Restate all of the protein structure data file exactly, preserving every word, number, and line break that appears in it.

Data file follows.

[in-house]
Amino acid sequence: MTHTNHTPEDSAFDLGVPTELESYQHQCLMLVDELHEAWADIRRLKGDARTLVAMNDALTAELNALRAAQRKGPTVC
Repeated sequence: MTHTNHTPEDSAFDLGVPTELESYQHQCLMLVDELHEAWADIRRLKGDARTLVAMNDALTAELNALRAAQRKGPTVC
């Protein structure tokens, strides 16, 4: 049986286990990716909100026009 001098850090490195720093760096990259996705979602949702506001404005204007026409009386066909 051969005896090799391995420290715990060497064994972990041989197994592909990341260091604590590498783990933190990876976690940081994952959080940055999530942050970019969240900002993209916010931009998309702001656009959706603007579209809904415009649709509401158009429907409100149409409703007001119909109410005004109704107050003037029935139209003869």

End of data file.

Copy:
[in-house]
Amino acid sequence: MTHTNHTPEDSAFDLGVPTELESYQHQCLMLVDELHEAWADIRRLKGDARTLVAMNDALTAELNALRAAQRKGPTVC
Repeated sequence: MTHTNHTPEDSAFDLGVPTELESYQHQCLMLVDELHEAWADIRRLKGDARTLVAMNDALTAELNALRAAQRKGPTVC
């Protein structure tokens, strides 16, 4: 049986286990990716909100026009 001098850090490195720093760096990259996705979602949702506001404005204007026409009386066909 051969005896090799391995420290715990060497064994972990041989197994592909990341260091604590590498783990933190990876976690940081994952959080940055999530942050970019969240900002993209916010931009998309702001656009959706603007579209809904415009649709509401158009429907409100149409409703007001119909109410005004109704107050003037029935139209003869």